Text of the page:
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Spirometry is underused in the diagnosis and monitoring of patients with chronic obstructive pulmonary disease (COPD)

Authors Yu WC, Fu SN, Tai E, Yeung YC, Kwong KC, Chang Y, Tam CM, Yiu YK

Received 19 May 2013

Accepted for publication 10 July 2013

Published 26 August 2013 Volume 2013:8 Pages 389—395


Checked for plagiarism Yes

Review by Single anonymous peer review

Peer reviewer comments 3

Wai Cho Yu,1 Sau Nga Fu,2 Emily Lai-bun Tai,3 Yiu Cheong Yeung,1 Kwok Chu Kwong,1 Yui Chang,1 Cheuk Ming Tam,3 Yuk Kwan Yiu2

1Department of Medicine and Geriatrics, Princess Margaret Hospital, Hong Kong; 2Department of Family Medicine and Primary Healthcare, Kowloon West Cluster, Hospital Authority, Hong Kong; 3Tuberculosis and Chest Service, Department of Health, Government of Hong Kong, Special Administrative Region, Hong Kong

Abstract: Spirometry is important in the diagnosis and management of chronic obstructive pulmonary disease (COPD), yet it is a common clinical observation that it is underused though the extent is unclear. This survey aims to examine the use of spirometry in the diagnosis and management of COPD patients in a district in Hong Kong. It is a cross-sectional survey involving four clinic settings: hospital-based respiratory specialist clinic, hospital-based mixed medical specialist clinic, general outpatient clinic (primary care), and tuberculosis and chest clinic. Thirty physician-diagnosed COPD patients were randomly selected from each of the four clinic groups. All of them had a forced expiratory volume in 1 second (FEV1) to forced vital capacity ratio less than 0.70 and had been followed up at the participating clinic for at least 6 months for COPD treatment. Of 126 patients who underwent spirometry, six (4.8%) did not have COPD. Of the 120 COPD patients, there were 111 males and mean post-bronchodilator FEV1 was 46.2% predicted. Only 22 patients (18.3%) had spirometry done during diagnostic workup, and 64 patients (53.3%) had spirometry done ever. The only independent factor predicting spirometry done ever was absence of old pulmonary tuberculosis and follow-up at respiratory specialist clinic. Age, sex, smoking status, comorbidities, duration of COPD, percentage predicted FEV1, body mass index, 6-minute walking distance, and Medical Research Council dyspnea score were not predictive. We conclude that spirometry is underused in general but especially by nonrespiratory physicians and family physicians in the management of COPD patients. More effort at educating the medical community is urgently needed.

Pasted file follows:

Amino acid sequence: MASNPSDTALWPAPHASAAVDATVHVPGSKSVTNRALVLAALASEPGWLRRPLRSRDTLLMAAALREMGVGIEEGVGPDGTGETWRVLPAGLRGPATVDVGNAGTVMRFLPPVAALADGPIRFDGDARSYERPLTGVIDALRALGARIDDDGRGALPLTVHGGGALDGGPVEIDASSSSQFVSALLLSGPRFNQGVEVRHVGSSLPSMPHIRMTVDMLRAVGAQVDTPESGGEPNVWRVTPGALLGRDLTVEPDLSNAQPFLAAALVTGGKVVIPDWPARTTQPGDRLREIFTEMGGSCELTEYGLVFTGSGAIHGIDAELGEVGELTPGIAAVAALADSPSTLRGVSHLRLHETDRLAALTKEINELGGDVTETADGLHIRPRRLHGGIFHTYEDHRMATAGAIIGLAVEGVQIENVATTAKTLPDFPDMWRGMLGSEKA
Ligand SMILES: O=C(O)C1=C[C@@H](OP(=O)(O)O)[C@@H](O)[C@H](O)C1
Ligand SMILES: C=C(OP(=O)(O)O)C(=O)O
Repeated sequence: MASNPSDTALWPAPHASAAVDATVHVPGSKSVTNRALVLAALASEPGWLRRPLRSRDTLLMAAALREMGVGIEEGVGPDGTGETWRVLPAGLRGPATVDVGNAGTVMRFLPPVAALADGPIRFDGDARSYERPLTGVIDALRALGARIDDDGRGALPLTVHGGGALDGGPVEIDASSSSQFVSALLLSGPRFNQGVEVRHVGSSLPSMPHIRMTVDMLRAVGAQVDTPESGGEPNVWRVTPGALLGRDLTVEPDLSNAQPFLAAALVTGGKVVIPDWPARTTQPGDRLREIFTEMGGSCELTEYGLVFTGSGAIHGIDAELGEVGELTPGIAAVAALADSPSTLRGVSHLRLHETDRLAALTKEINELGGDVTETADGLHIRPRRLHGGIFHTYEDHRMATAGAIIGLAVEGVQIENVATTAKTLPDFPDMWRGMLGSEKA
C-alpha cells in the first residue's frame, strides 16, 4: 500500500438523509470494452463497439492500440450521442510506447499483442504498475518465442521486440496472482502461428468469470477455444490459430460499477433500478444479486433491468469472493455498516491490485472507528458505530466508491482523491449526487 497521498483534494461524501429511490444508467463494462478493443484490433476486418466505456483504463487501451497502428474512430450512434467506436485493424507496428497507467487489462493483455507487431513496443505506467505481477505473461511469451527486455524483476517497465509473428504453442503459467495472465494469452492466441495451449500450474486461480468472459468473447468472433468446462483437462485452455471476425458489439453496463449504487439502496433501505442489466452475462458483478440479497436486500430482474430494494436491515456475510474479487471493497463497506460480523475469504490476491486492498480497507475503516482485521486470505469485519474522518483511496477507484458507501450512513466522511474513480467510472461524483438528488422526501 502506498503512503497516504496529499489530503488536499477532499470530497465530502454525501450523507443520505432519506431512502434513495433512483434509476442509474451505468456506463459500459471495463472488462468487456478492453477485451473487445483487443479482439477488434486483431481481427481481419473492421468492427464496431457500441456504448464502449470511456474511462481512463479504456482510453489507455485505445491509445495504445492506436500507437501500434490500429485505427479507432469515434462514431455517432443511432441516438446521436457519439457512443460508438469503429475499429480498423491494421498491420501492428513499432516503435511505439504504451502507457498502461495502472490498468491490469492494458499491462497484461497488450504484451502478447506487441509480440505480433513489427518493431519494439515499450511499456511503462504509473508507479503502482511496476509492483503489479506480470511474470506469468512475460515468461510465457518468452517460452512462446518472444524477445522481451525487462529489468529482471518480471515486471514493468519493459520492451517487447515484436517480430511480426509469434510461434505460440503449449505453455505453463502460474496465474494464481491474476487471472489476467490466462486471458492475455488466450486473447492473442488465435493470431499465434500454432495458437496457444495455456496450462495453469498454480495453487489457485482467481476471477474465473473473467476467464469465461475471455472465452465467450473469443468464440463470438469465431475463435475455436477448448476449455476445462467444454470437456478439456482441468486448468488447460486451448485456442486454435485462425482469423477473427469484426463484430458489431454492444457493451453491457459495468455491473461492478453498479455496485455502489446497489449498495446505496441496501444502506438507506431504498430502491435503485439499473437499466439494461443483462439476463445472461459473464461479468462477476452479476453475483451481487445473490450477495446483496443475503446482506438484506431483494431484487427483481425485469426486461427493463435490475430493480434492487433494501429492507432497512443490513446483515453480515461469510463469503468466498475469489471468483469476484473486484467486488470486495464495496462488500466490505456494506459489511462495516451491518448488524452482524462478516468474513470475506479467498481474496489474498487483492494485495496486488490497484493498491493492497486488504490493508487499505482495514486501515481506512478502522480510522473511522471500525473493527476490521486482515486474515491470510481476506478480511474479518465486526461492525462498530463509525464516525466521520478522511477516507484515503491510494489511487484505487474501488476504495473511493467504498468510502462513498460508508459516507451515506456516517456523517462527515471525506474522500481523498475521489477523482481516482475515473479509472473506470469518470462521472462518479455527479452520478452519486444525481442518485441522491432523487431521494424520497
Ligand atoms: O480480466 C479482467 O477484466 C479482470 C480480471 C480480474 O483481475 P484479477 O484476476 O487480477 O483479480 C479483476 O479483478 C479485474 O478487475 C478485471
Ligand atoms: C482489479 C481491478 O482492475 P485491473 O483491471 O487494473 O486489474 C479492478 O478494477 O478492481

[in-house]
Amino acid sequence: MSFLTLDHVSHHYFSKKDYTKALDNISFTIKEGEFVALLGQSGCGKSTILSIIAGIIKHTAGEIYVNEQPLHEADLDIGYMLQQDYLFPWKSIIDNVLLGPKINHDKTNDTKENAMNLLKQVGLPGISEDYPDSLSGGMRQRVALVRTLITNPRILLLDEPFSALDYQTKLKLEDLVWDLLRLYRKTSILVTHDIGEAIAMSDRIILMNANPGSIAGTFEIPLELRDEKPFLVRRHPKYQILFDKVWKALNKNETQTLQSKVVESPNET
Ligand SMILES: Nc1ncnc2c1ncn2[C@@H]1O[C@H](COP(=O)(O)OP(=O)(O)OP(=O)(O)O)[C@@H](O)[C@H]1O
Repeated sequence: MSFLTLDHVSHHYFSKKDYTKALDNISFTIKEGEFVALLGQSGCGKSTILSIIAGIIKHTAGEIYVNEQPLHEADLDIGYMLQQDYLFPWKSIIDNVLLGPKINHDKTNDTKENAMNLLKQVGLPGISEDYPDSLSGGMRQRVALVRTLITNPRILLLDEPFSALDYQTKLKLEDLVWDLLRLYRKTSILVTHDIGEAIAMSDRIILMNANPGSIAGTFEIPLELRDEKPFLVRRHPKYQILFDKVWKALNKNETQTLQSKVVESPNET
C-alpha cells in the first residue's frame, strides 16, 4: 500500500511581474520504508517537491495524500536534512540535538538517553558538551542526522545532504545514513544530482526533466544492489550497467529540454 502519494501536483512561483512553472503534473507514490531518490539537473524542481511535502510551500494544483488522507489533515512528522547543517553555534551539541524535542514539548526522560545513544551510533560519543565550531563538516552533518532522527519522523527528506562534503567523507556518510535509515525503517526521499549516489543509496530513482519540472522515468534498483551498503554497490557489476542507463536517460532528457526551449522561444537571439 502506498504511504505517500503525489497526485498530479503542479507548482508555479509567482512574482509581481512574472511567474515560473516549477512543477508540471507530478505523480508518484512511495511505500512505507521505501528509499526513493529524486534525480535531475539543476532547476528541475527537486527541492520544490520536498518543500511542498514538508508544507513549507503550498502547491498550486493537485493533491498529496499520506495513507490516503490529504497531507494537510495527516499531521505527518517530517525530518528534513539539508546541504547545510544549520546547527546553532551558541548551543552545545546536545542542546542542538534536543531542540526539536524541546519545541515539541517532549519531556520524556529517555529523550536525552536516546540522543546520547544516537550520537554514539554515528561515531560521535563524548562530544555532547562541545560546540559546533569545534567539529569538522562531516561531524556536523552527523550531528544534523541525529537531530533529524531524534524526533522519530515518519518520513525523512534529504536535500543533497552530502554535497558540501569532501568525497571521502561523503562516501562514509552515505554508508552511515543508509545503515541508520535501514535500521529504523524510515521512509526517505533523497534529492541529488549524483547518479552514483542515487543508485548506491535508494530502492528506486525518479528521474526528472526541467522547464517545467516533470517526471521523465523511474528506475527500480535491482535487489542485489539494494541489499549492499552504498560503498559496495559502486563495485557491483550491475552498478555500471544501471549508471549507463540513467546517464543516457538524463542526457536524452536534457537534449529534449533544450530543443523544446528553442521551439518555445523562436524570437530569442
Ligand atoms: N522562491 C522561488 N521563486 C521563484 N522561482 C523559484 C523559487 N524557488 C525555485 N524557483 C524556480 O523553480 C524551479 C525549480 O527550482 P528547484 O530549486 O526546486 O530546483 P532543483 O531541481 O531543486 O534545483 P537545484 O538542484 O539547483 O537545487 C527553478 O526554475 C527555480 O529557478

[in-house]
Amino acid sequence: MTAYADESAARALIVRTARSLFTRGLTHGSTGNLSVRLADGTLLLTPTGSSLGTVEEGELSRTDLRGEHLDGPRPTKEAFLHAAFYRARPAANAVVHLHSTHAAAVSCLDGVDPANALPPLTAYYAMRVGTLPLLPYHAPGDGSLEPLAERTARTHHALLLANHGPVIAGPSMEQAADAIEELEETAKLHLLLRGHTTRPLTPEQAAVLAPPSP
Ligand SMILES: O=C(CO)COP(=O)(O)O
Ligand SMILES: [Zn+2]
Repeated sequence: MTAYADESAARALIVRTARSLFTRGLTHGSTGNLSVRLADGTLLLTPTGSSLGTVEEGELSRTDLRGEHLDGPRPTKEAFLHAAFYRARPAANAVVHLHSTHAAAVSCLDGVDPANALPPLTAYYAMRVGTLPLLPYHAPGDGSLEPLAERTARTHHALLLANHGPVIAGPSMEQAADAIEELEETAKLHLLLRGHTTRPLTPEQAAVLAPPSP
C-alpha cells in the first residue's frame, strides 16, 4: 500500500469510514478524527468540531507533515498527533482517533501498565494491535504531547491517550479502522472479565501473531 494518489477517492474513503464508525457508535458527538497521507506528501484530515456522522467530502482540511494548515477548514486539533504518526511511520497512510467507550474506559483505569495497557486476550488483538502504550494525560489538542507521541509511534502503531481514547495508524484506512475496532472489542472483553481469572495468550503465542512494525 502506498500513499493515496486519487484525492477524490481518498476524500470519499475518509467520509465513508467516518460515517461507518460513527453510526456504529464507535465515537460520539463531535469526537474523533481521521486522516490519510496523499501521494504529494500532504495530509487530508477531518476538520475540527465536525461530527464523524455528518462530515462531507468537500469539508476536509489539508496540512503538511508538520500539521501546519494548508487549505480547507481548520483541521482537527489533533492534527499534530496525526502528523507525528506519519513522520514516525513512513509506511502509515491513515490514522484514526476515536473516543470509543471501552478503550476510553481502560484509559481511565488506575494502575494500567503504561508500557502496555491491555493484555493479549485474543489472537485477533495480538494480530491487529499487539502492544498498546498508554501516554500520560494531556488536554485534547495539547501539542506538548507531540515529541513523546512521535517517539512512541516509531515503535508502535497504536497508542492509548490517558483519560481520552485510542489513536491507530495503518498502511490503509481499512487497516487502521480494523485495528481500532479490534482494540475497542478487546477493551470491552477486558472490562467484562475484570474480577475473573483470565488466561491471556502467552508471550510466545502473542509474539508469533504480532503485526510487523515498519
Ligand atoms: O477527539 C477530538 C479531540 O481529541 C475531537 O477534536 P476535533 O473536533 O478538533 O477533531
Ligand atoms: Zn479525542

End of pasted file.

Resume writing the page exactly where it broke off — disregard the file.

Keywords: guidelines, pulmonary function tests, specialist

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